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  • home built Flica 37

  • plywood Romany 34

  • lightweight 14ft Zeta mainhull

  • Strike 15 trimaran at speed

  • 28ft Skoota in British Columbia

  • 10ft 2 sheet ply Duo dinghy

  • 24ft Strider sailing fast

  • 36ft Mirage open deck catamaran

Report of the 1992 PASAB
THE 130 mile PASAB, or Penzance Around the Scillies and Back Race, has been run for the last fifteen years by the very friendly Penzance Sailing Club. We hadn't done the race for eight years which is a great shame as it is an interesting race with friendly competitors in an excellent sailing area.

The race traditionally starts on a Friday evening with a night sail to the Scillies. As usual the monohulls started first and in the light following wind it was clear that not everyone was out to win for several boats did not set spinnakers The first mark was five miles downwind and Joke the Peg (nee Quest, the 53ft tri that Mike Birch sailed to third place in the Transat en Double) rounded first, closely followed by our Sagitta and Ace (nee Tom Bombadil, the UK's top 30ft raceboat).

Other monos in contention were a First 32s5 and a Jouet 950 The wind was 15kn apparent at the start of the 50 mile beat to the Scillies and the first three monos began to pull away until, as dusk fell, the wind dropped and the multis clawed back lost ground. This was very encouraging as we have written before about the problems of sailing multihulls fast to windward in light winds.

We slowly beat out to the Wolf Rock, occasionally confused by the lights, for at times twenty ships were in sight, all changing course as they rounded Lands End, and it was hard to keep track of the other yachts. Around midnight the wind picked up and freed and it began to rain. Never mind, we could now point the Scillies and were sailing at 8kn. At dawn we could see Jake finishing about four miles ahead, incredibly, just behind us Ace appeared, we had obviously overtaken her in a rain squall and had never seen her lights.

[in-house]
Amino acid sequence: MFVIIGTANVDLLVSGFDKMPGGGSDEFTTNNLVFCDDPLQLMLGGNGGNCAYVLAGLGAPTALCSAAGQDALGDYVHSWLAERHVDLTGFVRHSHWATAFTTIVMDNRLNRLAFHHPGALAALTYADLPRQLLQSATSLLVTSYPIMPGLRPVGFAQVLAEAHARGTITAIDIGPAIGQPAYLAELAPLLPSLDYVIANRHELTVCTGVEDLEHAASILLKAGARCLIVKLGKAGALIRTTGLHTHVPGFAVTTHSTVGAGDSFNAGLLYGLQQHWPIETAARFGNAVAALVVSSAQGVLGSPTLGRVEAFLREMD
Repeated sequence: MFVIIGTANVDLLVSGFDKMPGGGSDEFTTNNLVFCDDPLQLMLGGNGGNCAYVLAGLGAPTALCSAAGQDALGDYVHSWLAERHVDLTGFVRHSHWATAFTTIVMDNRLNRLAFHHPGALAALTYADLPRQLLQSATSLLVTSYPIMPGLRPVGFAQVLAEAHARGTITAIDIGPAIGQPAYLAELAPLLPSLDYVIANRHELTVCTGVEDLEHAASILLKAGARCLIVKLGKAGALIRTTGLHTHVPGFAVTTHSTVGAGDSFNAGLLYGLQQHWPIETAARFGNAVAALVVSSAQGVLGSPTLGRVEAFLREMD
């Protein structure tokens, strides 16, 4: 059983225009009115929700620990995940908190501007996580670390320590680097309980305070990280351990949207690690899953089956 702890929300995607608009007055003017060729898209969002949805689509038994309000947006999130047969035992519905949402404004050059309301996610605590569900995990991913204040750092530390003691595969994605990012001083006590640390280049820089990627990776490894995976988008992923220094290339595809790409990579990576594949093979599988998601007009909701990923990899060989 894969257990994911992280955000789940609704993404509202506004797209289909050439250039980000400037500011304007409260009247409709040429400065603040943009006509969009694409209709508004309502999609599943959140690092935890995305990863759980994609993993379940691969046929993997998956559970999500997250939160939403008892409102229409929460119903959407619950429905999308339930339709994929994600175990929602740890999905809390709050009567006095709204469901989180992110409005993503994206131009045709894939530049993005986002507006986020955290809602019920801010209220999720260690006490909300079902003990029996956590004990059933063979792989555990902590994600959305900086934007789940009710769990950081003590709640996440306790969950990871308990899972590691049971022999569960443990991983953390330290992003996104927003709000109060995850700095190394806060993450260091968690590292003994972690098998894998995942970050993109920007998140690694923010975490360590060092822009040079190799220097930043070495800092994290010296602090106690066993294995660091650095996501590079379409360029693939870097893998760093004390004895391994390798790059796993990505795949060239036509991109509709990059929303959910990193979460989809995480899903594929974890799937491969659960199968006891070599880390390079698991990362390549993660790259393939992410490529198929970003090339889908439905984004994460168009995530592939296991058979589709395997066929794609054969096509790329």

One beauty of multihulls is their shoal draft and we were able to get in close to the shore and so avoid the worst of the congestion in St Mary's. Some aluminium French boats were even closer in, one actually aground on some rocks! The trimaran Zamaran finished three hours after us, but the last monohull not until 1500, not surprisingly Saturday is a rest day! On corrected time Sagitta won, followed by Ace, Jake was fifth and Zamaran eighth.

On Sunday the course was 'around the islands and all out-lying rocks' We had been to the Scillies twice before, both times in calm conditions and thick fog, so we were glad that this time the forecast was for good visibility, but we were less happy to hear about a SW 5-6.

The weather at the Scillies is hard to predict as lows can go up either the Irish Sea or the English Channel. This time the forecasters were wrong, the wind was light and visibility poor. Jake and Sagitta soon overtook all the monos except Ace as we beat out to the Bishop Rock in a very lumpy sea (often the sails would go aback in the troughs only to fill with a bang on the crests).

After rounding the Bishop we should have had a good spinnaker run, but the wind was still light and the swell meant that the kite kept collapsing - one of the times when a pole would help. At the north end of the islands the promised wind arrived and Sagitta quickly closed the gap on Ace and rounded the top of the island almost level with no boats in sight behind.

On the beat back the wind was rarely below 24kn and once reached 31. In flat water both Jake and Sagitta carried full sail, Ace was forced to change to Solent jib and then reefed. Jake was ideally suited to the conditions, long and heavy and despite original very tired sails, finished fifteen minutes ahead of us with Ace fourteen minutes later.

Thus on a five mile beat the 3Oft Sagitta had taken ten minutes from what is/was the fastest 3Oft monohull in the UK. Clearly windage does not make as much difference as some arm
chair theorists think (Sagitta is 6m x 2m, Ace 3m x 1m ) Never mind the monohull doubters who still think that multihulls don't go to windward. On corrected time Sagitta and Ace were again first and second, Jake third and Zamaran fifth.

Most of the first two legs had been on the wind, yet multihulls still won. The third leg back to Penzance was to be perfect multihull weather, a NW 5, sun and a good swell. But disaster struck Jake at the start, the longest boat in the fleet and drawing 8ft, they discovered the committee boat was anchored in 7ft of water!

The resulting bang badly damaged the board and case so the crew sailed cautiously with no spinnaker and as a result rounded the Wolf Rock neck and neck with Sagitta, the monohulls almost out of sight astern. Close to the cliffs off Lands End the wind increased and although we were doing a steady 14kn, Jake finished ten minutes ahead. Their leak was rather worse than they expected for, at the finish, there was eighteen inches of water in the boat.